The Alberta government has halted coal exploration on Category 2 lands in the Eastern Slopes region of the Rocky Mountains in response to extensive public feedback, said Energy Minister Sonya Savage.
It includes a three-week online survey by the government ending April 19 that attracted nearly 25,000 respondents, she said during a news conference April 23.
She also emphasized Albertans will be able to share their environmental concerns as part of upcoming public consultations over a new coal policy for the province.
“To be absolutely clear, no one will be restricted from sharing their concerns, including any environmental concerns, including impacts of coal on water,” she said.
However, the terms of reference for a committee undertaking the consultations has not changed, she said in a subsequent email.
The terms of reference were posted on a provincial government website April 15 without official announcement, and it did not mention land or water use, or the environment.
The document is dated to March 29, when Savage first announced the formation of the five-member committee.
“If those terms of reference were there on March 29, they should have been released and discussed when the formation of the committee was announced,” said Ian Urquhart, conservation director of the Alberta Wilderness Association.
“And when something like that isn’t revealed, people have a right to be suspicious,” he said, pointing to the narrow focus of the document.
However, Savage said April 23 the government and the committee are committed to an open and honest dialogue with Albertans.
“That’s why today in response to concerns raised by Albertans, I’m announcing that all coal exploration projects in Category 2 lands will be halted immediately. This suspension will stay in place at a minimum until public engagement is completed, at which point the results of the consultation will dictate the next steps.”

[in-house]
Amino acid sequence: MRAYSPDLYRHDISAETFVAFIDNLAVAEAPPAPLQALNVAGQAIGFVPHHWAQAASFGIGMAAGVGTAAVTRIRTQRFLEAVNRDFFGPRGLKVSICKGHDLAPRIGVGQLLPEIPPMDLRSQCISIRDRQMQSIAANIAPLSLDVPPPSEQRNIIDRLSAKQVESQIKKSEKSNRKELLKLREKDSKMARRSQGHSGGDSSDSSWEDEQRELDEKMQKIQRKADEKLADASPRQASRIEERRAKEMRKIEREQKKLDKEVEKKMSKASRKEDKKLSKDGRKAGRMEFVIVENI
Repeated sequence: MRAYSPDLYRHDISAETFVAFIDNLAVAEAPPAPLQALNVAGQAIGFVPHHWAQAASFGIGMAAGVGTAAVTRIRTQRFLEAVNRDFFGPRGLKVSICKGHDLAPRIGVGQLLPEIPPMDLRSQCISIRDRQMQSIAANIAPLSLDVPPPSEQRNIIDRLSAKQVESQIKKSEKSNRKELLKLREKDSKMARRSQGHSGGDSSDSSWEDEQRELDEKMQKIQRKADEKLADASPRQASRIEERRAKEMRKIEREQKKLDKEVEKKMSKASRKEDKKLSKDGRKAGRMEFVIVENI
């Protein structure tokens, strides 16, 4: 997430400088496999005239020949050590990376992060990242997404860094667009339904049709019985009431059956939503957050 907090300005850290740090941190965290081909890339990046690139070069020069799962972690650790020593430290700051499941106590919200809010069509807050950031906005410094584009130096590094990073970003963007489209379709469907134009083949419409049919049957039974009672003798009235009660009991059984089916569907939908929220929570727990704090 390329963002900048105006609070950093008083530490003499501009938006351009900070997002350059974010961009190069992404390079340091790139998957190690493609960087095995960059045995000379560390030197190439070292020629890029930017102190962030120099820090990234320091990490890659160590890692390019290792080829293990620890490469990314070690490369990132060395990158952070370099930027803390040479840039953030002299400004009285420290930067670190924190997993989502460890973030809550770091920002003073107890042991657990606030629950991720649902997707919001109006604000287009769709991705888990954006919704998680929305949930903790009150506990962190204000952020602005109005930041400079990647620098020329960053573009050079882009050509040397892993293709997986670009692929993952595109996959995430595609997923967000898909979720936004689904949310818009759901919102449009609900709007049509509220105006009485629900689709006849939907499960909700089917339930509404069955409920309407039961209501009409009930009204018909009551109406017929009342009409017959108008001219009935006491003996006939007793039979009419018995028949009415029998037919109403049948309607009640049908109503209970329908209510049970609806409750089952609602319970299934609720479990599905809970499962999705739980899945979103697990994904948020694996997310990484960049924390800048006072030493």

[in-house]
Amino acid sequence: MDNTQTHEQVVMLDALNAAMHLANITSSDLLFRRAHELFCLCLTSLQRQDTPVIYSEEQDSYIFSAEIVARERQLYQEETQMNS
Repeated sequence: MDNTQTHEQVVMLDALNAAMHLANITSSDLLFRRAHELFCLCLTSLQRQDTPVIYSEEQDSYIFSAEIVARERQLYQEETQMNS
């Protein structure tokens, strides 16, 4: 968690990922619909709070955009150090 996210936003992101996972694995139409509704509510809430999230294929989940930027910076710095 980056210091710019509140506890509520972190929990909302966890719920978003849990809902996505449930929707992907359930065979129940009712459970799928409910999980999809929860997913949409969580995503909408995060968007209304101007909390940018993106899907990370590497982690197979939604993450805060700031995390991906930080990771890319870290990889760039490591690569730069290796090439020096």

Due to public opposition that included farmers and ranchers, Savage announced Feb. 8 the provincial government was reinstating a 45-year-old coal policy implemented in 1976.
It divides the province into four land categories that dictate how coal leasing, exploration and development can occur.
The policy was temporarily rescinded last year by the provincial government, easing the potential development of open-pit coal mines in Category 2 lands in the Eastern Slopes.
It raised fears of toxic levels of contaminants, such as selenium, from open-pit coal mining entering headwaters, such as those of the Oldman River system, potentially affecting producers and communities across much of Alberta.
Thirty-five scientists at the University of Alberta sent a letter to provincial MLAs stating April 16 that young animals, including humans, are acutely sensitive to toxins dissolved in water.
Urquhart said April 16 the terms of reference were a “staggering betrayal of the public’s trust.”
Bobbi Lambright of the Livingstone Landowners Group said in an earlier interview that the provincial government’s handling of the issue was “intended to make people believe one thing while they go about doing another, and I mean, that is just wrong.”
However, committee chair Ron Wallace told the April 23 news conference that “Albertans deserve better discussion on such an important issue, while respecting the need for an open debate on the issue.
“Quite frankly, I disagree with the negative tone of some of those opinions that have been expressed, some of which have received widespread media attention.
“I also want to say that any comments to the effect that this committee will not hear concerns from the public on air, land or water is false.”
Laura Laing of the Plateau Cattle Co., operates a ranch in the area and was part of a legal action against the province.
A court hearing was held Jan. 19-20 into whether a judicial review should be held into the provincial government’s original decision to rescind the coal policy. Ranchers allege the decision was made without public input.
“I just keep going back to, you know, trust was broken before this began,” she said. Two independent studies into the potential impact of open-pit coal mining have been separately launched by producers and landowners in Alberta.
As a retired provincial civil servant, and later former assistant deputy minister for energy, David Luff helped implement the coal policy in the 1970s. During the formation of the consultation committee, he suggested to Savage the group should be independent.
He holds the provincial government accountable for making “a serious error when they rescinded the policy.”
However, he said Savage deserves credit for her subsequent actions. “She said, ‘Look, we made a mistake. I personally want to fix it’ … And everything she’s done, or said that she would do, in fact, she has done.”
The committee is expected to conduct public engagement until Sept. 15. A final report on the engagement is to be submitted Oct. 15, with a report with recommendations for Savage to be filed on Nov. 15.